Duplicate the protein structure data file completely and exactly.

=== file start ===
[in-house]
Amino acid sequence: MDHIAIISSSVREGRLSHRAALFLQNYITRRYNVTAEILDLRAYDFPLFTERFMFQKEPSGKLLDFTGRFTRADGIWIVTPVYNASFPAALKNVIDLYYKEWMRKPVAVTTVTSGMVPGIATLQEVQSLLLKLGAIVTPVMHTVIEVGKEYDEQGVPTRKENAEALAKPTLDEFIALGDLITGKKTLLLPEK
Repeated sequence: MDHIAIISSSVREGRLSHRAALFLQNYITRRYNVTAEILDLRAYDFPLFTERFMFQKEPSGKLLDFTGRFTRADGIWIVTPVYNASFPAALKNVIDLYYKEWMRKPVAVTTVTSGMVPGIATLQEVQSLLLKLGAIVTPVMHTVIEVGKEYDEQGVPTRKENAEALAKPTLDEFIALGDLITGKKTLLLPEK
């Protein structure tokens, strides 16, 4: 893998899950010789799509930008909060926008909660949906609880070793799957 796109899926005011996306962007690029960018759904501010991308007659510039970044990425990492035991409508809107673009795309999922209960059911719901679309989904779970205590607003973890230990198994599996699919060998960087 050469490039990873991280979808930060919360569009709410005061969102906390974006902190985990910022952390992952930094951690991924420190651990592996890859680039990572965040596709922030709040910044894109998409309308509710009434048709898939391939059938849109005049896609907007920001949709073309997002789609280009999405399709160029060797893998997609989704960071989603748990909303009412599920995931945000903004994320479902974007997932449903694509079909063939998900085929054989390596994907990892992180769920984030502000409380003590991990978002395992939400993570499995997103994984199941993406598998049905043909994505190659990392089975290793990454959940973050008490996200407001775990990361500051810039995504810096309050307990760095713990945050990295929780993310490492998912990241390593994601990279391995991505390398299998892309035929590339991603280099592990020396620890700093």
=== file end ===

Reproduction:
[in-house]
Amino acid sequence: MDHIAIISSSVREGRLSHRAALFLQNYITRRYNVTAEILDLRAYDFPLFTERFMFQKEPSGKLLDFTGRFTRADGIWIVTPVYNASFPAALKNVIDLYYKEWMRKPVAVTTVTSGMVPGIATLQEVQSLLLKLGAIVTPVMHTVIEVGKEYDEQGVPTRKENAEALAKPTLDEFIALGDLITGKKTLLLPEK
Repeated sequence: MDHIAIISSSVREGRLSHRAALFLQNYITRRYNVTAEILDLRAYDFPLFTERFMFQKEPSGKLLDFTGRFTRADGIWIVTPVYNASFPAALKNVIDLYYKEWMRKPVAVTTVTSGMVPGIATLQEVQSLLLKLGAIVTPVMHTVIEVGKEYDEQGVPTRKENAEALAKPTLDEFIALGDLITGKKTLLLPEK
């Protein structure tokens, strides 16, 4: 893998899950010789799509930008909060926008909660949906609880070793799957 796109899926005011996306962007690029960018759904501010991308007659510039970044990425990492035991409508809107673009795309999922209960059911719901679309989904779970205590607003973890230990198994599996699919060998960087 050469490039990873991280979808930060919360569009709410005061969102906390974006902190985990910022952390992952930094951690991924420190651990592996890859680039990572965040596709922030709040910044894109998409309308509710009434048709898939391939059938849109005049896609907007920001949709073309997002789609280009999405399709160029060797893998997609989704960071989603748990909303009412599920995931945000903004994320479902974007997932449903694509079909063939998900085929054989390596994907990892992180769920984030502000409380003590991990978002395992939400993570499995997103994984199941993406598998049905043909994505190659990392089975290793990454959940973050008490996200407001775990990361500051810039995504810096309050307990760095713990945050990295929780993310490492998912990241390593994601990279391995991505390398299998892309035929590339991603280099592990020396620890700093």